Dubai: Solar energy will be used to power bus stops in areas where there is no direct access to electricity, the Roads and Transport Authority (RTA) has announced.
As many as 400 new stops are being planned in the next phase, a significant portion of which will be air-conditioned.
However, the air-conditioners will still be elusive in around 150 of the existing bus shelters that haven’t had power connectivity for long.
Dubai became the first city in the world to have air-conditioned bus stops in 2008, converting 885 of its stops into sleek, aluminium-built shelters. However, at least 150 of these still don’t have electricity to power the air-conditioners. Once completed, the total number of air-conditioned bus shelters will be 1,285.
Looking for a solution, last year RTA began a trial on using solar power at two bus stops in Al Jafliya, but the project hasn’t provided satisfactory output as yet in terms of powering the air-conditioners.
According to a senior RTA official, the trial will continue until a solution is found and, hopefully, can be employed at stops that lack power connectivity.
However, in the new phase, RTA has redesigned the stops and will use solar energy only to power the lights and advertising billboards.
“The newly designed crescent-shaped shelters are made of high-quality materials, and using paints resistant to heat, humidity and dust. Some of them will also be fitted with modern air-conditioning systems,” said Mattar Al Tayer, Director-General and Chairman of the Board of Executive Directors of the RTA.
The shelters will have seating capacity for eight, but and will accommodate 13 to 16 individuals.
He added that the shelters will have easy access for people with special needs and will be fitted with screens directly linked with the control room of the Public Transport Agency in order to transmit information about journeys and routes available.
“It is part of a master plan to leverage the public transport sector along with associated infrastructure in the emirate with the aim of bringing happiness and comfort to riders, especially during the blazing summer season,” he said.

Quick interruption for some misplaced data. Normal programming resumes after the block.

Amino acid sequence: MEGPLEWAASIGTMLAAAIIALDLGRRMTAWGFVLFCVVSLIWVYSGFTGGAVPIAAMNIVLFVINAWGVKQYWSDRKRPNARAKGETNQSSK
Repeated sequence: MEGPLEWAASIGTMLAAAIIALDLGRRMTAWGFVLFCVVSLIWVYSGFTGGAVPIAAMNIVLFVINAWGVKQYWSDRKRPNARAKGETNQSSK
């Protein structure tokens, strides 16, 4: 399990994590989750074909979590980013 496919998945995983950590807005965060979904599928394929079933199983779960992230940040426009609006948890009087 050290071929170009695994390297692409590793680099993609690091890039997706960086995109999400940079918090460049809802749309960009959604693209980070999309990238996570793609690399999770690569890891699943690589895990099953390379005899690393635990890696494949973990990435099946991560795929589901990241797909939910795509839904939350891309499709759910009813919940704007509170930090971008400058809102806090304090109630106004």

Al Tayer hoped that the new shelters will prove an added attraction and encourage people to use public transport, helping push the share of public transport in Dubai to 20 per cent in 2020 and up to 30 per cent by 2030.
Last year, RTA succeeded in raising the share of public transport in the overall transportation use in the city to 14 per cent from six per cent in 2006.
“Providing electricity to power air-conditioned shelters in some remote areas was one of the key challenges confronting planners at the initial stage of the project. The RTA has therefore worked on solutions to overcome it by offering solar power technology,” he explained.
He stated that the Public Transport Agency embarked on the experimental use of solar panels to power these shelters, and the practice will be assessed.
The RTA is also considering the provision of ATMs and vending machines for soft drinks, newspapers etc at the stops.
For the convenience of commuters, he said, shelters will be made of a reinforced polyester-covered aluminium and the seats of low-heat absorption materials.
LED lights will be used to power billboards to economise the use of electric power.
Work on the new phase will begin from August, with the installation of 40 shelters in the new areas of Dubai.
The performance of the shelters will be studied until the end of this year and, depending on the result, further steps will be taken.